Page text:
Torsten Sillke, 10.12.92
17.03.93
01.05.98
Grid Avoidance Problems:
^^^^^^^^^^^^^^^^^^^^^^^^
no three in line:
=================
n*n grid:
maximal number of points: p(n)
bounds: (1.5 - epsilon) n <= p(n) <= 2n
examples with p(n) = 2n were found:
n (even) n <= 52
n (odd) n <= 45.
ref: Achim Flammenkamp, J. of Combinatorial Theory A 60 (1992) 305-311
Progress in the No-Three-in-Line-Problem
Achim Flammenkamp, J. of Combinatorial Theory A 81 (1998) 108-113
Progress in the No-Three-in-Line-Problem, II
mailto:achim@uni-bielefeld.de
http://www.uni-bielefeld.de/~achim/
n*n*n grid:
maximal number of points: p(n)
bounds: p(n) <= 2n*n
small values:
n p(n)
2 8
3 16
4 28 (Achim Flammenkamp)
5 38
6 64<=p(6)
n^d grid:
maximal number of points: p(n)
bounds: p(n) <= 2*n^(d-1)
3^n grid: ------- 10.03.93 --------
maximal number of points: p(n)
the lower bounds are from Chvatal.
(the first is the asymptotic of the second)
bounds: 3^(n+1) / Sqrt[Pi n] <= p(n) <= 2 3^(n-1)
A(n) = max { 2^(n-k) sum binomial(n,j) } <= p(n)
0<=k c + d.
Upper bounds:
2^(n/2 + O(sqrt(n))
this follows from pigenhole principle.
Lower bound:
BCH-codes of distance 5.
O( 2^(n/2) )
this code avoids projective planes.
bounds for small n:
n #A
2 3
3 5
4 7
5 12
6 16-18
7 23?-29
Optimal code for n=5
00000, 11111,
00011, 00110, 01100, 11000, 10001,
10101, 01011, 10110, 01101, 11010.
no parallel planes:
===================
n*n*n grid:
maximal number of points: p(n)
bounds: p(n) <= 2n+1
No parallel subspaces:
======================
Conjectures of Torsten Thiele:
Let P(n,d,q) be the maximal number of points of the n^d grid, such that
no two q-dimensional affine space (generated be q+1 points) are
parallel, (or the q+1 points are the same).
n^(d/3) <= P(n,d,1) <= n^(d^2/(2d+1))
no 1-dim affine subspace:
=========================
(Z3)^n ------- 08.06.93 --------
(see the analog question for the 3^n grid.)
small values: Brown, Buhler, Schroeppel
n p(n)
1 2
2 4
3 9
4 20
5 45<=p(5)
Richard Schroeppel wrote:
> I encountered the card game SET at a 1992 New Year's party, and pondered
> the puzzle of "what's the largest SETless group of cards?". In plainer
> language, "What's the largest subset of Z3^4 that contains no lines,
> even wraparound lines?".
>
>
> X-X --- -X-
> --- -X- X-X
> X-X --- -X-
>
> XX- X-X --- -X- --- --- ---
> X, XX-, XX-, --- -X- X-X, -X- --- -X-.
> --- X-X --- -X- --- --- ---
>
> -X- --- X-X
> X-X -X- ---
> -X- --- X-X
>
> I did a hand analysis proving that 20 is best possible in dimension 4,
> and darkened several mailboxes with it. It's 20KB; let me know if
> you want it. I mentioned the problem to Andy Odlyzko, who came up
> with some references; I haven't looked them up:
>
> > Regarding your puzzle, there is a paper of Brown and Buhler,
> JCT(A) 32 (1982), 20-34, which proves that the answer is
> o(3^n), but according to Buhler that is the best that is
> known. This paper mentions that for 5-dim., one can get
> 45 vectors, so the asyptotic answer is at least 45^(n/5),
> and since 45^(1/5) = 2.141..., that improves on the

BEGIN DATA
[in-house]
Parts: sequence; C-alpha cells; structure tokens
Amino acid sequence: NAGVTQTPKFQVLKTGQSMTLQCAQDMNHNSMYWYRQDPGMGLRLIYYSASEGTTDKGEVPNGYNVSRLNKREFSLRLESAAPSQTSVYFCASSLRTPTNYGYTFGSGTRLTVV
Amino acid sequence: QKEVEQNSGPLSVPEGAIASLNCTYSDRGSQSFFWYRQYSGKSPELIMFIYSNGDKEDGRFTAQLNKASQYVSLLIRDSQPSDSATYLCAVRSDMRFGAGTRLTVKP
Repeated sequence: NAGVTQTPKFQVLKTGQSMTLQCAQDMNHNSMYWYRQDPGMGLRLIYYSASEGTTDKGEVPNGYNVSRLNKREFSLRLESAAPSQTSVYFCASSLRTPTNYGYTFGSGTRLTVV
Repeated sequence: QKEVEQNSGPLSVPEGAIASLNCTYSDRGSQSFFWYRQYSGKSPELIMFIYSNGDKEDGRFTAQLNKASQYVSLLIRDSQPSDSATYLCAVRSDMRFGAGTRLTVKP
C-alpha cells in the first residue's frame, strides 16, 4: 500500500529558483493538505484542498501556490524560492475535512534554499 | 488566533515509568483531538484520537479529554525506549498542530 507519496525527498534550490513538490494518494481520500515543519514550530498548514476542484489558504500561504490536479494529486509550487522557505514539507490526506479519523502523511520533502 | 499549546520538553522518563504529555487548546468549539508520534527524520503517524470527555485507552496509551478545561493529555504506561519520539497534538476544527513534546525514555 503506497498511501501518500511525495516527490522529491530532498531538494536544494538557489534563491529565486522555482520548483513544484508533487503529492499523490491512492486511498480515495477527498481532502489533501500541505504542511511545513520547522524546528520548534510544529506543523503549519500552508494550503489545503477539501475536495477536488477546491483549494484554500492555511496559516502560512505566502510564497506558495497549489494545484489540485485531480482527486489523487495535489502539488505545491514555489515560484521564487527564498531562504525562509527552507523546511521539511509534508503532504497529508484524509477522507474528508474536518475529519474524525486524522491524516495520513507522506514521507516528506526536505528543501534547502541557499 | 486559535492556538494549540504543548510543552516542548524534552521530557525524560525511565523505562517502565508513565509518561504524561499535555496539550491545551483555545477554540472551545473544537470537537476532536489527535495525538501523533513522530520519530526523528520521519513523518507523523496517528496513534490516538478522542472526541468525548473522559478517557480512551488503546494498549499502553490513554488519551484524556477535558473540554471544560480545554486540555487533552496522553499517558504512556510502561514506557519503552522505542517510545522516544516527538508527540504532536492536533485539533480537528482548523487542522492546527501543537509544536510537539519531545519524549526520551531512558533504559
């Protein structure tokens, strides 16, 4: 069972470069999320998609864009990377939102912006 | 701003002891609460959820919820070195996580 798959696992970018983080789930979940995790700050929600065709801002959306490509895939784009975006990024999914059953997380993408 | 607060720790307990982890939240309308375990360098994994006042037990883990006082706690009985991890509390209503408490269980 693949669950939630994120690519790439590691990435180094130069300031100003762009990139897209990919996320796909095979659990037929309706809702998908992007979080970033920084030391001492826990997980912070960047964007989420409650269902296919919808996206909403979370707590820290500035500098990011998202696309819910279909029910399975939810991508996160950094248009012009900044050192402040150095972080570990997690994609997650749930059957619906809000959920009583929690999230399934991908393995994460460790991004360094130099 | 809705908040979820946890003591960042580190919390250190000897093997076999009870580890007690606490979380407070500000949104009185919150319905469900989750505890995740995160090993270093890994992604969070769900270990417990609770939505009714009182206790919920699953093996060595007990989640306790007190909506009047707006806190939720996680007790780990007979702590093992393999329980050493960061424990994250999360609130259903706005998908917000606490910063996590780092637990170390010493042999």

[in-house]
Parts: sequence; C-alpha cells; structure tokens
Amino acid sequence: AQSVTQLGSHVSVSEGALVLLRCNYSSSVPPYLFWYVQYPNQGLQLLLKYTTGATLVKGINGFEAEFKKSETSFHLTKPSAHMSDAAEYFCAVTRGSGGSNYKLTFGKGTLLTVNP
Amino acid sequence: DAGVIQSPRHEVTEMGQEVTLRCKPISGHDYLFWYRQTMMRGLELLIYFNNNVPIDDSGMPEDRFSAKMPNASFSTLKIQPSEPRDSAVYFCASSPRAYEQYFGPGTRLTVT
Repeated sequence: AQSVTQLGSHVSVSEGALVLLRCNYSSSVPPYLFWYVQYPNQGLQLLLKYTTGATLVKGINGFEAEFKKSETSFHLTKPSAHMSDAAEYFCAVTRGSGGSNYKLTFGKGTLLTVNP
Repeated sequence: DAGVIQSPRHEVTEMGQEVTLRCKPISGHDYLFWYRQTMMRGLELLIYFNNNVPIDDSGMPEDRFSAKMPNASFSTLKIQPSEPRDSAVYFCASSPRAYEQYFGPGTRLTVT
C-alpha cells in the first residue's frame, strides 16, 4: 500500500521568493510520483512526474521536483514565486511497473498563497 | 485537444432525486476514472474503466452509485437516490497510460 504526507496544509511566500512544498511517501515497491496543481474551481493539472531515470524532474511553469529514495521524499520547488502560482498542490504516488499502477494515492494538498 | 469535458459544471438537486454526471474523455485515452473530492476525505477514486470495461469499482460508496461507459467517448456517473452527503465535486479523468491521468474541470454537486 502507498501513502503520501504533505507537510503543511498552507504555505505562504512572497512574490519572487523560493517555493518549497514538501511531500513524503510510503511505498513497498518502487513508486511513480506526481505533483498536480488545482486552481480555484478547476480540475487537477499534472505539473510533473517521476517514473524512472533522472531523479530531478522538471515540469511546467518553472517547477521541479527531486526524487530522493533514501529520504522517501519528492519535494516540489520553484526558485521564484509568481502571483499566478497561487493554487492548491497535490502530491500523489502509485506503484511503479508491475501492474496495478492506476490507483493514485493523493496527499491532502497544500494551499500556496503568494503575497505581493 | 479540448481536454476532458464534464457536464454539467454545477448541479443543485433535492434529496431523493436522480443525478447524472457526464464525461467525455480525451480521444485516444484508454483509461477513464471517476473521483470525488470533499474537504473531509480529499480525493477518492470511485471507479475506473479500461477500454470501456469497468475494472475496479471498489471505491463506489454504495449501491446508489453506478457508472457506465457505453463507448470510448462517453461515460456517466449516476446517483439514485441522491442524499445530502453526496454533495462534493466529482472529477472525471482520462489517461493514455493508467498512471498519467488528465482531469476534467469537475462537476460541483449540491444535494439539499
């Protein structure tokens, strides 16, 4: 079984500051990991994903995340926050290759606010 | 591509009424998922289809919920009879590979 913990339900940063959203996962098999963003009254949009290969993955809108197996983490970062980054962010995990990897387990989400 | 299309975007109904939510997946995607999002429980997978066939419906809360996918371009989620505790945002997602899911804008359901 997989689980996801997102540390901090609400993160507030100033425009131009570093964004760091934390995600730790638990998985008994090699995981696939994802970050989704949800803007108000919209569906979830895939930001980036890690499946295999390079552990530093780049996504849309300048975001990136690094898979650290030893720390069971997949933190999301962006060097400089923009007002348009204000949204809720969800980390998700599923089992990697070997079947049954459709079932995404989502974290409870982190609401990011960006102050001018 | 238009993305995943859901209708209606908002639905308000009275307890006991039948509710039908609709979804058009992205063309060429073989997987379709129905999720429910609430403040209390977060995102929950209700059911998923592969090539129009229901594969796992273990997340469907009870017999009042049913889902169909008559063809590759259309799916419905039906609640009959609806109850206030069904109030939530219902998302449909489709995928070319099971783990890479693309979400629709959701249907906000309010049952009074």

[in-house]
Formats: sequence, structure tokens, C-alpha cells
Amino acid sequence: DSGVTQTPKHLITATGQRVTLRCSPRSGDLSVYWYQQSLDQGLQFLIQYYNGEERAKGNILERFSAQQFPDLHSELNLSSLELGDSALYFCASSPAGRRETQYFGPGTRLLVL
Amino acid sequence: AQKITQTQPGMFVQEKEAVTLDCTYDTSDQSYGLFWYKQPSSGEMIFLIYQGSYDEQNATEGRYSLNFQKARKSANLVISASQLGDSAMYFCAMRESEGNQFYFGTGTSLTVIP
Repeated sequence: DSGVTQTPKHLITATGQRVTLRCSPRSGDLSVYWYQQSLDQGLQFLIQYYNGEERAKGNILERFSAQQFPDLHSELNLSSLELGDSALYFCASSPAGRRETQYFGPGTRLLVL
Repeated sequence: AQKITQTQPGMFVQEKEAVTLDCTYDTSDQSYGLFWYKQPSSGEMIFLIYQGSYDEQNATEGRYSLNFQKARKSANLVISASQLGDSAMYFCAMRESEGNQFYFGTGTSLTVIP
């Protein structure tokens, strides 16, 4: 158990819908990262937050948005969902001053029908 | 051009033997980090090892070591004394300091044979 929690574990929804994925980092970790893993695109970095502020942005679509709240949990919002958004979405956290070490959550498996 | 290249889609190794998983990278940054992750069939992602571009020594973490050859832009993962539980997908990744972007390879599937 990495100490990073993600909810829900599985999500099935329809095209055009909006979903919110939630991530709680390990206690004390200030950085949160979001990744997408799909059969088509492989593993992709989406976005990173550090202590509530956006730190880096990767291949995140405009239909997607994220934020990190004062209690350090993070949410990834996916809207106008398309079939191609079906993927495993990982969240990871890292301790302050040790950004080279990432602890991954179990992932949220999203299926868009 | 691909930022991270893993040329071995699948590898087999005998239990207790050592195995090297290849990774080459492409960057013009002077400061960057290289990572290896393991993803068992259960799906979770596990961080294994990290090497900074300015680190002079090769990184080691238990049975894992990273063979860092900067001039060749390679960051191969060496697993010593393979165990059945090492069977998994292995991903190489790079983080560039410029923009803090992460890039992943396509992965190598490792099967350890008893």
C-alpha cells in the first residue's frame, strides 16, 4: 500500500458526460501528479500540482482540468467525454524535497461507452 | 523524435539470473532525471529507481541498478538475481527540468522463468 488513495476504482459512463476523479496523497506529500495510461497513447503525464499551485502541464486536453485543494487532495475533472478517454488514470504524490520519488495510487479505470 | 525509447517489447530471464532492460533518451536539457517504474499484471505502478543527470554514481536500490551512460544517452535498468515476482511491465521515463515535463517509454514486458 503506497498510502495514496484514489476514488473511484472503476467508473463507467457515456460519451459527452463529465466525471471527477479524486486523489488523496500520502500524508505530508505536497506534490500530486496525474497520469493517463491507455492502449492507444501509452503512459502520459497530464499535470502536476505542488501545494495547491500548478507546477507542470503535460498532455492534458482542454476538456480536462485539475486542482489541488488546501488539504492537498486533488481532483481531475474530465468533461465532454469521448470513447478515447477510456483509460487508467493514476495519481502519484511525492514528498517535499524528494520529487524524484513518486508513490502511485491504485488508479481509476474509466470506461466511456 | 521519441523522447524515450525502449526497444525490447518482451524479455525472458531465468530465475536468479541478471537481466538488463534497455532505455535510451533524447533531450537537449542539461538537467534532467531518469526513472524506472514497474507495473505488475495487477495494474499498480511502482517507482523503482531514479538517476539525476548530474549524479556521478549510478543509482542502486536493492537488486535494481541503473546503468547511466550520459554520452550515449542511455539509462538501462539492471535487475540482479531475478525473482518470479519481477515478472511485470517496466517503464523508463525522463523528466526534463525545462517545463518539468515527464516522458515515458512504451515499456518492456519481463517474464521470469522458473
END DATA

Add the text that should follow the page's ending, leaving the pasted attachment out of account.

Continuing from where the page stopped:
> 20^(1/4) = 2.114... that you had.
>
> > Frankl, Graham, and Rodl, JCT(A) 45 (1987), 157-161 show that
> for large n one can get 2.179^n points.
>
> Rich rcs@cs.arizona.edu
never the same difference:
==========================
For all different 2-subsets {a, b}, {c, d} is a-b <> c-d.
So 3 <= #{ a, b, c, d } <= 4.
no parallelogram:
=================
For all different four points a, b, c, d is a-b <> c-d.
So #{ a, b, c, d } = 4.
n*n grid:
maximal number of points: p(n)
bounds: Omega(n^(2/3)/log(n)^(1/3)) <= p(n) <= Sqrt[8] n
small values:
n p(n)
2 3
3 5
4 7
n*n*n grid:
maximal number of points: p(n)
bounds: n <= p(n) <= O(n^1.5)
upper bouned see: parallel lines
no recktangles: ---------- 17.03.93 ----------
===============
n*n grid: Zarankiewicz problem
-3/2
lim z(n,n,2,2) n = 1
n->oo
Michael M"ors showed 1980:
-3/2 1/2
lim z(n,n,2,k) n = (k-1) for k >= 2.
n->oo
ref: M. M"ors, Das Problem von Zarankiewicz,
Dipom Thesis, univ. Bielefeld, 1980, p21 (10QA54.5M694)
no k-cycles
===========
2^n hypercube
ref: R. Entringer, K. A. Johnson,
Largest induced subgraphs of the n-cube that contain no 4-cycles
JoCT B
K. A. Johnson
A lower bound on largest induced subgraphs of the n-cube that
contain no 6-cycle
Congressus Numerantium 54 (1986) 181-190, Winnipeg
no 2^k cube
===========
2^n hypercube
ref: K. A. Johnson, Doctorial thesis,
Univ. of New Mexico, Summer 1986
some subgraphs
==============
2^n hypercube
ref: G. O. H. Katona, T. G. Tarjan
Extremal problems with excluded subgraphs in the n-cube,
Lecture Notes in Math. 1018, 84-93
Open problems in grid labeling
==============================
ref: Gallian, AMM 97 (1990) 133-135 #Zbl 741.05058
bandwidth( (P_3)^3 ) = 8 // better than left to rigth numbering
convex polygon
==============
how many points can a convex polygon have, which is imbedded
in a n*n grid? (T. Thiele, Diplom-Arbeit)
p(n)=c*n^(2/3)+O(n^(1/3)*log(n)), c=12/(2 pi)^(2/3).
convex polyhedron:
how many points can a convex polyhedron have, which is imbedded
in a n*n*n grid?
Imbeding a k*k grid into a n*n grid (T. Thiele)
===================================
how big must n be for a imbeding with the contraints:
1) the imbeding has no three in a line,
2) the orientation of three points of the k*k grid (not in a line)
is equal to the orientation of the imbeded points.
Let n(k) be the smallest n, such that the k*k grid can be
imbedded into the n*n grid with constraints (1) and (2).
The best bounds so far are:
1/4*k^2 <= n(k) = O(k^3).
The lower bound is a counting argument (no-three-in-line),
the upper bound comes from an explicit construction.
No squares (orthogonal):
========================
>Define q(n) as the maximal number of points that can be chosen from the n x n